The Labor Market and the Rise of a Three- Tracked Welfare State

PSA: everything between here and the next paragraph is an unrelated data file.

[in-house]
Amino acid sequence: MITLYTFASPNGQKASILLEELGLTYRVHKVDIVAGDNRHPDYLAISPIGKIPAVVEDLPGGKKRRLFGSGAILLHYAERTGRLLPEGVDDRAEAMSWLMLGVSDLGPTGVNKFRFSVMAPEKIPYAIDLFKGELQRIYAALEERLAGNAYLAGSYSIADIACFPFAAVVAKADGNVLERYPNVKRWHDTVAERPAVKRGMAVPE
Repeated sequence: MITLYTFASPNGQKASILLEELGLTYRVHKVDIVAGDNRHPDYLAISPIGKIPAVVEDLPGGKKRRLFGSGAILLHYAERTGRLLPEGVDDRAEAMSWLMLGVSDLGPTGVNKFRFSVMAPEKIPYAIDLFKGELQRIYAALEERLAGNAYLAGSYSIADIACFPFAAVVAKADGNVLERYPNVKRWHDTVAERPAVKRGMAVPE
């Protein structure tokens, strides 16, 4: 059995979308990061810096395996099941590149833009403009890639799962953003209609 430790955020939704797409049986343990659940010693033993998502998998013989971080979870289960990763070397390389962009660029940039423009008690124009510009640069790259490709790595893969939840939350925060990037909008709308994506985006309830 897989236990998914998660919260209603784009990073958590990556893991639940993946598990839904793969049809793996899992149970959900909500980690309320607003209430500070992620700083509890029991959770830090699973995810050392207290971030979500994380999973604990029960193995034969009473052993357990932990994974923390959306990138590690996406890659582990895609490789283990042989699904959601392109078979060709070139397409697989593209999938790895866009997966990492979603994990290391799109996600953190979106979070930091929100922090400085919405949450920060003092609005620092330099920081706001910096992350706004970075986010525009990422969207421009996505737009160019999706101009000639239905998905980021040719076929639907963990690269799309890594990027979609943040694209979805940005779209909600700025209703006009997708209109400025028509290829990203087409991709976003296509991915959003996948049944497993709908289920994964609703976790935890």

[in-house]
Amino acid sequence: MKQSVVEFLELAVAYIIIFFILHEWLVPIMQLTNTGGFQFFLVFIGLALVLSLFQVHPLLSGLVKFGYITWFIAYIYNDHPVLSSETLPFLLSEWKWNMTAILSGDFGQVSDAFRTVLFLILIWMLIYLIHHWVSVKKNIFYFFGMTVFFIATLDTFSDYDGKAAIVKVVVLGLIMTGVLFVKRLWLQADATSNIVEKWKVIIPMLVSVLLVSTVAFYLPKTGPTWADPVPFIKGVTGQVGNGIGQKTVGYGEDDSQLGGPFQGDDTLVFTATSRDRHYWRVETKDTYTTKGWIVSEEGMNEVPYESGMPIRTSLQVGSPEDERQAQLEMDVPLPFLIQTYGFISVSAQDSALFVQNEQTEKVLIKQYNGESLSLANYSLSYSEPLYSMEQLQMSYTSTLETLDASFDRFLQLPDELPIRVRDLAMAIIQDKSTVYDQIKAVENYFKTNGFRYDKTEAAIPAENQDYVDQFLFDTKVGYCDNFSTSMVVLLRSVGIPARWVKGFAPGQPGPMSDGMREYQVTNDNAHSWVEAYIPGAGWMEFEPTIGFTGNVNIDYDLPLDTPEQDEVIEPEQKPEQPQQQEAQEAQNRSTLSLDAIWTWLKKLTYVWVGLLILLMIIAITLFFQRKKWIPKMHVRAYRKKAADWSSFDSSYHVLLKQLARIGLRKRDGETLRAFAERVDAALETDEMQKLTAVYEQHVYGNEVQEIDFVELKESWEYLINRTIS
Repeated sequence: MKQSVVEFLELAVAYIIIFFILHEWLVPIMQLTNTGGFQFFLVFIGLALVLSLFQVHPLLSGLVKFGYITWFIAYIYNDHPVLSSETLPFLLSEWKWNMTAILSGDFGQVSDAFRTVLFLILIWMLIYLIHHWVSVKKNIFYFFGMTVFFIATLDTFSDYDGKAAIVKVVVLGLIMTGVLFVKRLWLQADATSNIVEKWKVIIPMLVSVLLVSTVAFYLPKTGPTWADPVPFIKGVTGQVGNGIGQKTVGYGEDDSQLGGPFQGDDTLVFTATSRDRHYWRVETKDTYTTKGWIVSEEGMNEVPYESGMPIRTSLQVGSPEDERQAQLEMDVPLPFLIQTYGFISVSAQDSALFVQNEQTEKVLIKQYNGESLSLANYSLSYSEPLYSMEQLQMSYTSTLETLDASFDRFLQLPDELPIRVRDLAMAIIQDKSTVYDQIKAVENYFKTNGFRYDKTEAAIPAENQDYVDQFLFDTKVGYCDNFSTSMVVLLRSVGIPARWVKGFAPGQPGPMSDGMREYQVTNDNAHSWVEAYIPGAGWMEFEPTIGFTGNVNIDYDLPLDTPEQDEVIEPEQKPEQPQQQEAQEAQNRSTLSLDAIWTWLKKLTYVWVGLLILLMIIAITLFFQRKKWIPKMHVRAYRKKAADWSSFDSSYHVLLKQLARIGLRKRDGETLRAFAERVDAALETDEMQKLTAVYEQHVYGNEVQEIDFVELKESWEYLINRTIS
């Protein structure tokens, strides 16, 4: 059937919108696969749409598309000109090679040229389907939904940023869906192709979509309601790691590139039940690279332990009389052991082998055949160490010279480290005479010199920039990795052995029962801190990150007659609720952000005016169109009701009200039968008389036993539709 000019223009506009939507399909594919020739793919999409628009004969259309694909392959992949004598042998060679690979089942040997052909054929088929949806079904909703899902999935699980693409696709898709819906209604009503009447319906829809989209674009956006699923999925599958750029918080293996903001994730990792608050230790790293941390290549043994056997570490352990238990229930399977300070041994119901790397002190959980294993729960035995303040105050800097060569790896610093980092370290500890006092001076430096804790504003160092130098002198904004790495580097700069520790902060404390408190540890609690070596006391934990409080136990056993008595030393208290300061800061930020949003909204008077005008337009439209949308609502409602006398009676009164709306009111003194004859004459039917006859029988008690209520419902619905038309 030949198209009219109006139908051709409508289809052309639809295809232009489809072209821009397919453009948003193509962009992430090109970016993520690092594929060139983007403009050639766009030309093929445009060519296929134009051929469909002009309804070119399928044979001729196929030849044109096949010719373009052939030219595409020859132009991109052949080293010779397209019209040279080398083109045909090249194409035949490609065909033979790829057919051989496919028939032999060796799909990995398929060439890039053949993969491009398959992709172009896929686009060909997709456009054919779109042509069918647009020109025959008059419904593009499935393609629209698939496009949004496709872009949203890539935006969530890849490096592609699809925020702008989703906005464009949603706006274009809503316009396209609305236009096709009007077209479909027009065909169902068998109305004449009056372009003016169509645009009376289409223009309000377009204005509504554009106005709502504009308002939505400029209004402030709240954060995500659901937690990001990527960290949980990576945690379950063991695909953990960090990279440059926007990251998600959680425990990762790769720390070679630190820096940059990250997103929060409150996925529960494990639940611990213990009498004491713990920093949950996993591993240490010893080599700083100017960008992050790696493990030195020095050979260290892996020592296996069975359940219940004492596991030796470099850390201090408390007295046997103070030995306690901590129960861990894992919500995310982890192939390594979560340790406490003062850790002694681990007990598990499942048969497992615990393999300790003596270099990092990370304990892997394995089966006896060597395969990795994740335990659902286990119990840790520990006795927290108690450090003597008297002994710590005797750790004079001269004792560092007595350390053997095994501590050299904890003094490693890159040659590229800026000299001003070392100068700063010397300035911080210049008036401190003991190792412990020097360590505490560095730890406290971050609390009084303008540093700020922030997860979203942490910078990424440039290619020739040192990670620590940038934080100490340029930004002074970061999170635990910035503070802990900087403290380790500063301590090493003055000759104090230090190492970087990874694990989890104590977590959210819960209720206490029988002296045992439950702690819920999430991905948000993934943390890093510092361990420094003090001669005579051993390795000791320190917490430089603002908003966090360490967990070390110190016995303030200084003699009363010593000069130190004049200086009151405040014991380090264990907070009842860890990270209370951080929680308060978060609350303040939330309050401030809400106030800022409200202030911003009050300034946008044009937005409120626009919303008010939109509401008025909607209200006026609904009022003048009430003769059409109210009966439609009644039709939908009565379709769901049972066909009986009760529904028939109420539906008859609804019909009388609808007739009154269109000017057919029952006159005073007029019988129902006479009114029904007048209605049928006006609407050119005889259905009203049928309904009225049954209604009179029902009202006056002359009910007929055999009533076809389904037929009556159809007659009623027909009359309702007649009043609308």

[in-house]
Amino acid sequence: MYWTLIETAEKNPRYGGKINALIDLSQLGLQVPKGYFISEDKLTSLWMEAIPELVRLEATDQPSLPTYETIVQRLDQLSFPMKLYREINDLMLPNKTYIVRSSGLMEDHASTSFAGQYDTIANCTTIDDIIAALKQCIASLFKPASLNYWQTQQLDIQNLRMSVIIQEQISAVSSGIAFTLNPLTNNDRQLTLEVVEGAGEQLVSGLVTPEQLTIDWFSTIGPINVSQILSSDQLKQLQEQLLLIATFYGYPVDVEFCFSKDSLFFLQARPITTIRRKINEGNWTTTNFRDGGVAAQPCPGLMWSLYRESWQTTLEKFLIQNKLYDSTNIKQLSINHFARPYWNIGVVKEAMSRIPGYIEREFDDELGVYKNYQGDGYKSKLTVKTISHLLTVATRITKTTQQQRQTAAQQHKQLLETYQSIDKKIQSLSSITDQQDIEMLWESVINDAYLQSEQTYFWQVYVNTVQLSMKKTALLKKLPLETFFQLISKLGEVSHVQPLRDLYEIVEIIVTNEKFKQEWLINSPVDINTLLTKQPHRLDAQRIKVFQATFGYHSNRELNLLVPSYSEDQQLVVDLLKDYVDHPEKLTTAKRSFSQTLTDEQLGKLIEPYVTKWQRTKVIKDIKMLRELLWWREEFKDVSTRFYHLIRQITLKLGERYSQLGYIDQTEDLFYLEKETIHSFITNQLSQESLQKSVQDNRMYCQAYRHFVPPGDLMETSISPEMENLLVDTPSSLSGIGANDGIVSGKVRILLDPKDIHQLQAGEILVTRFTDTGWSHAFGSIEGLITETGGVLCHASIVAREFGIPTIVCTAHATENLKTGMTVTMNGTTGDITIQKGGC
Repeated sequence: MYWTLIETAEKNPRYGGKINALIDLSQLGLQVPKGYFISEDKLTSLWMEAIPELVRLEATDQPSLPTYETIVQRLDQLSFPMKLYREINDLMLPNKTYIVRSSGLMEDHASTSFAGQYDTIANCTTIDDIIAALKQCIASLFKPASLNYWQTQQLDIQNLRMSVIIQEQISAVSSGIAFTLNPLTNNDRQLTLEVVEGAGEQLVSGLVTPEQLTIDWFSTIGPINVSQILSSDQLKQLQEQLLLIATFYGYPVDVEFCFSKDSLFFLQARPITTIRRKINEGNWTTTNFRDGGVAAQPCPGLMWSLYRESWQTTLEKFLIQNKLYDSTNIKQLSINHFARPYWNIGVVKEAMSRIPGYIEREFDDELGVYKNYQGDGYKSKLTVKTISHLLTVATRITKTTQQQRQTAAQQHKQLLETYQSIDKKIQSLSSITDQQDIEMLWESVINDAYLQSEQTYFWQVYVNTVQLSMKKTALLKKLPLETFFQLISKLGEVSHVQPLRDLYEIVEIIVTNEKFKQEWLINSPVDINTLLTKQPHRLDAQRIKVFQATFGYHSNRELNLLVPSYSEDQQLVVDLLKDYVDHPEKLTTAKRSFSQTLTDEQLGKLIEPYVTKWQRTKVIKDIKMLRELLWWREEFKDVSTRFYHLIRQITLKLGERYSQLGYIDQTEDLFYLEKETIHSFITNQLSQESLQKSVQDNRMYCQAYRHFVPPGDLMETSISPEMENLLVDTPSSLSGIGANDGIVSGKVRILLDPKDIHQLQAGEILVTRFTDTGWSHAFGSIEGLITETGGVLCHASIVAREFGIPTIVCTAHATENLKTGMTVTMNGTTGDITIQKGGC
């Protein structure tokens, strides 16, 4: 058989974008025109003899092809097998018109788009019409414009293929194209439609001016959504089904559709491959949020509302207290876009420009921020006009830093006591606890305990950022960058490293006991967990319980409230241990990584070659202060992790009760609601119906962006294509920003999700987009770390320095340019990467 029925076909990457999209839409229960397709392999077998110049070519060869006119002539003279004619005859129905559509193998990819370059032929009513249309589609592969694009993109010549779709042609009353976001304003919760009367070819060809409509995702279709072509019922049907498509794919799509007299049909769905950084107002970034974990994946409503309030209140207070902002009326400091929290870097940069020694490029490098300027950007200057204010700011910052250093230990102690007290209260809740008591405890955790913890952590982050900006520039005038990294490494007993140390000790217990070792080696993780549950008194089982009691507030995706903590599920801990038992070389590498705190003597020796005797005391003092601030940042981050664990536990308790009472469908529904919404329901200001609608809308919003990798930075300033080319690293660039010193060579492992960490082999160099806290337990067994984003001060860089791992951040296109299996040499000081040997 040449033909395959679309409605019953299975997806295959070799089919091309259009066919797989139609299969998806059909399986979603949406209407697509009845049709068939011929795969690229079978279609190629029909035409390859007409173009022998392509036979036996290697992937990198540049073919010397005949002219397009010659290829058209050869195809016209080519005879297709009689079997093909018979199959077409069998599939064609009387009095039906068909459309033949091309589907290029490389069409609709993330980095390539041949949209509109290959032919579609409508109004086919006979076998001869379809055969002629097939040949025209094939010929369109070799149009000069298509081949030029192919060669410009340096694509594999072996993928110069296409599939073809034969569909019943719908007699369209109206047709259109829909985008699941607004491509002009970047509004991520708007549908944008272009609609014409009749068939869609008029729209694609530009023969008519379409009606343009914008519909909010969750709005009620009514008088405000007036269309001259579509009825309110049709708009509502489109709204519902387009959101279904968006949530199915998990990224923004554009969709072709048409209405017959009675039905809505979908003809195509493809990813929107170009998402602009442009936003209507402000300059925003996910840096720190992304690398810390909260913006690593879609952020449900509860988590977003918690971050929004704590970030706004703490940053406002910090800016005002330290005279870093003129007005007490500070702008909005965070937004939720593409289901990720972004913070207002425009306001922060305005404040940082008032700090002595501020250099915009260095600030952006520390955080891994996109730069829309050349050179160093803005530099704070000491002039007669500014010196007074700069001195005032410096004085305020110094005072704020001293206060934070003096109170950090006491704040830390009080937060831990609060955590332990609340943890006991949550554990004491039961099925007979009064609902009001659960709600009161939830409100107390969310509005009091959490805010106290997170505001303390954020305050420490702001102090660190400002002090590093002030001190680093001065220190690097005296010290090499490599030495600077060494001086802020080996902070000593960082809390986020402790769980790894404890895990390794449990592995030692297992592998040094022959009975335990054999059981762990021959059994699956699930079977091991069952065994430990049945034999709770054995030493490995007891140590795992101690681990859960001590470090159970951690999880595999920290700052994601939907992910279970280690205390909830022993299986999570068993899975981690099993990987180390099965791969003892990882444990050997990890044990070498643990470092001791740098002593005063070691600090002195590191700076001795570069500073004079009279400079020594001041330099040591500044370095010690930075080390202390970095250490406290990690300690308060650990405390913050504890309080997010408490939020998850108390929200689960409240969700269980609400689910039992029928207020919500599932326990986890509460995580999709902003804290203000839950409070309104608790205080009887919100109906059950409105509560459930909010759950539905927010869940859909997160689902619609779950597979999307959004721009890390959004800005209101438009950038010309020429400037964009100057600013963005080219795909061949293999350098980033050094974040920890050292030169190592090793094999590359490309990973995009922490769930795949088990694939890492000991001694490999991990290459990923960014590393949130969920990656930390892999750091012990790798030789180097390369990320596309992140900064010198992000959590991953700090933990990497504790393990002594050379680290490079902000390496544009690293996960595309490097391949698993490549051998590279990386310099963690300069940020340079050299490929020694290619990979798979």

The pre-1948 Zionist civil society was characterized by an abundance of economic entrepreneurs-agricultural settlers, construction and transportation cooperatives, private industrialists, and providers of health and education services, to name but a few. After 1948, with the assumption of sovereignty and the availability of state-procured capital, these veterans were the main users and beneficiaries of the new resources, and through them became the state-made middle class. At the same time, the pre-1948 Zionist Yishuv developed some of the institutions generally associated with the advancement of distributive justice and with the protection of the rights of workers, such as labor unions and workers’ political parties. It has already been shown that these two dimensions were not independent or separate from each other; rather, they were two sides of one and the same coin: the self-organization of the Zionist settlers in micro societies, which acted both as economic entrepreneurs and as protectors and providers of a network of mutual aid. Those constructions were convenient and effective for their members, in the context of pre-1948 Palestine, where the British Mandatory state did not invest in economic development or in the provision of social security. After 1948, the micro societies continued to act for the benefit of their veteran members, but they failed to provide the same opportunities and protection for the new groups that became Israeli.